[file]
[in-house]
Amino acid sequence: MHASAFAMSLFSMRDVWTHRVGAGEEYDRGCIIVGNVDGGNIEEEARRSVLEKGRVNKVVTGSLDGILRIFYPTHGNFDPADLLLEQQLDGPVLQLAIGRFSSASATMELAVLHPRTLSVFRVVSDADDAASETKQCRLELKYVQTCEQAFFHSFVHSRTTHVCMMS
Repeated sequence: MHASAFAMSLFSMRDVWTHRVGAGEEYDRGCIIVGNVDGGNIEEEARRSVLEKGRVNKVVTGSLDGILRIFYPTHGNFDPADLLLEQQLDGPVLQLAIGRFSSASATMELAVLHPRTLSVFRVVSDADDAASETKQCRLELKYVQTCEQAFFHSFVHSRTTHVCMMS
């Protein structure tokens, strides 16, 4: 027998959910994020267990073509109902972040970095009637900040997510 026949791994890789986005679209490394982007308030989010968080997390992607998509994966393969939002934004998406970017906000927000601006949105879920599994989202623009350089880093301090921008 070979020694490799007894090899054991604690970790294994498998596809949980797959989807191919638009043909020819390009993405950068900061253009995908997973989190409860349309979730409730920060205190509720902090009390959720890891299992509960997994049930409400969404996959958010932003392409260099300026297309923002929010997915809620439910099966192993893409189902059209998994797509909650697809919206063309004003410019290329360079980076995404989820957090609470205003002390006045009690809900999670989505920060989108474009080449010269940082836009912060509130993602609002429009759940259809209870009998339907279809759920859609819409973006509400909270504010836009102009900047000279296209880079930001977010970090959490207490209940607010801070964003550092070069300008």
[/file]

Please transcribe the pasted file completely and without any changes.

[in-house]
Amino acid sequence: MHASAFAMSLFSMRDVWTHRVGAGEEYDRGCIIVGNVDGGNIEEEARRSVLEKGRVNKVVTGSLDGILRIFYPTHGNFDPADLLLEQQLDGPVLQLAIGRFSSASATMELAVLHPRTLSVFRVVSDADDAASETKQCRLELKYVQTCEQAFFHSFVHSRTTHVCMMS
Repeated sequence: MHASAFAMSLFSMRDVWTHRVGAGEEYDRGCIIVGNVDGGNIEEEARRSVLEKGRVNKVVTGSLDGILRIFYPTHGNFDPADLLLEQQLDGPVLQLAIGRFSSASATMELAVLHPRTLSVFRVVSDADDAASETKQCRLELKYVQTCEQAFFHSFVHSRTTHVCMMS
């Protein structure tokens, strides 16, 4: 027998959910994020267990073509109902972040970095009637900040997510 026949791994890789986005679209490394982007308030989010968080997390992607998509994966393969939002934004998406970017906000927000601006949105879920599994989202623009350089880093301090921008 070979020694490799007894090899054991604690970790294994498998596809949980797959989807191919638009043909020819390009993405950068900061253009995908997973989190409860349309979730409730920060205190509720902090009390959720890891299992509960997994049930409400969404996959958010932003392409260099300026297309923002929010997915809620439910099966192993893409189902059209998994797509909650697809919206063309004003410019290329360079980076995404989820957090609470205003002390006045009690809900999670989505920060989108474009080449010269940082836009912060509130993602609002429009759940259809209870009998339907279809759920859609819409973006509400909270504010836009102009900047000279296209880079930001977010970090959490207490209940607010801070964003550092070069300008």